To take an example from pen-and-paper roleplaying, there are numerous "setting hacks" for various roleplaying games I take part in. People freely discuss "what if" certain things get changed and what their consequences would be to the overall setting storyline. And these are thoroughly accepted by the community and their implications discussed. That's basically what C0DA and its associated viewpoint promote; change things in the setting, experiment with ideas. There is nothing that you have to hold onto as a core part of the setting if you don't want to. It's your head the world is happening in, after all.

        Loading editor
    • And with all this being said, the most sure fire way to piss off a lorebeard is to have a canon debate. What is and is not canon is a 100% meaningless discussion. Also, if someone were to provide evidence for their argument from an out of game source and your only response is "that's not canon, so I will ignore it," then you have just brought that conversion to either a screaming halt, or a flame war. Neither are acceptable.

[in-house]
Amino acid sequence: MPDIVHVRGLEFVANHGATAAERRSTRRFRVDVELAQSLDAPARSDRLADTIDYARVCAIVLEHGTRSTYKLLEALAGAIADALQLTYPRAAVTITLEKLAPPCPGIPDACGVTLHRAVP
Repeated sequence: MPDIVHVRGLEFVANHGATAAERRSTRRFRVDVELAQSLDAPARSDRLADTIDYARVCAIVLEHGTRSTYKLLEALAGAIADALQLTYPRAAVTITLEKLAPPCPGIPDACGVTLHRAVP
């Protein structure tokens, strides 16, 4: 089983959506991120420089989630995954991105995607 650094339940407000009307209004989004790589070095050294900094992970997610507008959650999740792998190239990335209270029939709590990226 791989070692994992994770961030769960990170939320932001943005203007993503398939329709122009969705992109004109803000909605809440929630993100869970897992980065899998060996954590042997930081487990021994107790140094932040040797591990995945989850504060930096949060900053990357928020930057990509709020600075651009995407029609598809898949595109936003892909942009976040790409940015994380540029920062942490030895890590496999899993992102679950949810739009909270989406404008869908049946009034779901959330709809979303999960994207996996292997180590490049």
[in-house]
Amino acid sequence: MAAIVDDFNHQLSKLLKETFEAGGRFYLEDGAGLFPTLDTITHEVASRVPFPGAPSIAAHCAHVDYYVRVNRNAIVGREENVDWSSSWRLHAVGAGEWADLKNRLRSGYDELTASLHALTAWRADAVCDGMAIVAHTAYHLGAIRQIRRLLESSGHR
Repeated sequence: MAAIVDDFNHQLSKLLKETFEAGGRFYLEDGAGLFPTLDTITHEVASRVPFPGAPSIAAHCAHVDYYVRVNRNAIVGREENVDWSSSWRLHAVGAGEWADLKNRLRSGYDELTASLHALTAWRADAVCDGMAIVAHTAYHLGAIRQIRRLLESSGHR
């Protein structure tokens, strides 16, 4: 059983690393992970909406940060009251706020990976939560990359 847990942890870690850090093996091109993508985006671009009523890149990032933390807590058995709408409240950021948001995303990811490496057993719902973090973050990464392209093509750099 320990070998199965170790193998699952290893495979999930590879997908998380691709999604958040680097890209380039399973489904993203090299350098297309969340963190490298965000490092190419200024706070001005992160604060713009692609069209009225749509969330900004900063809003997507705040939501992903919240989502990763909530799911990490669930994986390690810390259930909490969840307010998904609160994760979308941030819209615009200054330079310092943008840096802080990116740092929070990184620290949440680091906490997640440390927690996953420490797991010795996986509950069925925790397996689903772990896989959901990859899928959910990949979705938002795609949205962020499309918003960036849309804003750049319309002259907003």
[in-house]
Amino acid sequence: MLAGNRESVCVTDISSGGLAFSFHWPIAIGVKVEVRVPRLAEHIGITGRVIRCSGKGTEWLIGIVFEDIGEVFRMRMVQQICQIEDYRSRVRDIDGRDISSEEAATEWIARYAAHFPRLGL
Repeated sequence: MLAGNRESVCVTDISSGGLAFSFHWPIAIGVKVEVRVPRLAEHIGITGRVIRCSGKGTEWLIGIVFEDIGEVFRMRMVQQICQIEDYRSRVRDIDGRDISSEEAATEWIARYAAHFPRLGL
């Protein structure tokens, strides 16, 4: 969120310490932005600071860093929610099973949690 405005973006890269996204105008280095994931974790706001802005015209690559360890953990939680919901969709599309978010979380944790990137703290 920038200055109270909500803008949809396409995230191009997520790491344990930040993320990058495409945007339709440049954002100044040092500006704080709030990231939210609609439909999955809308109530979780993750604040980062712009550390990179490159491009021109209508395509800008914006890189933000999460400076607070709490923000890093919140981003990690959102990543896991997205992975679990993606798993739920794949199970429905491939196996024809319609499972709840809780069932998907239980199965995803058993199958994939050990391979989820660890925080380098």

To my point, if you don't like something, then you're completely free to not like it. However, don't throw your opinion around in discussions that include it. Not saying you are doing that, just saying that as a heads up.

      The point of lore is to have fun with it. Shape it. Mold it. Come up with bat-shit crazy ideas. Back it up with evidence. Share it with the community and see if it sticks. If it does, great! If not, throw it away and move back tot he drawing board. This series is made for and by the community. For example, in a small and deep lore group, we currently have a post where we're discussing the potential of Molag Bal having created Pelinal. Like I said, bat-shit crazy ideas.

        Loading editor
    • Stumbled into this convo by randomly clicking and was wondering, if I wanted to get into TES lore where is a good starting point? Seems so interesting to me and I'd love to learn more.

        Loading editor
    • 2602:306:32CD:5AE0:E5C7:5465:B068:1B41 wrote: Stumbled into this convo by randomly clicking and was wondering, if I wanted to get into TES lore where is a good starting point? Seems so interesting to me and I'd love to learn more.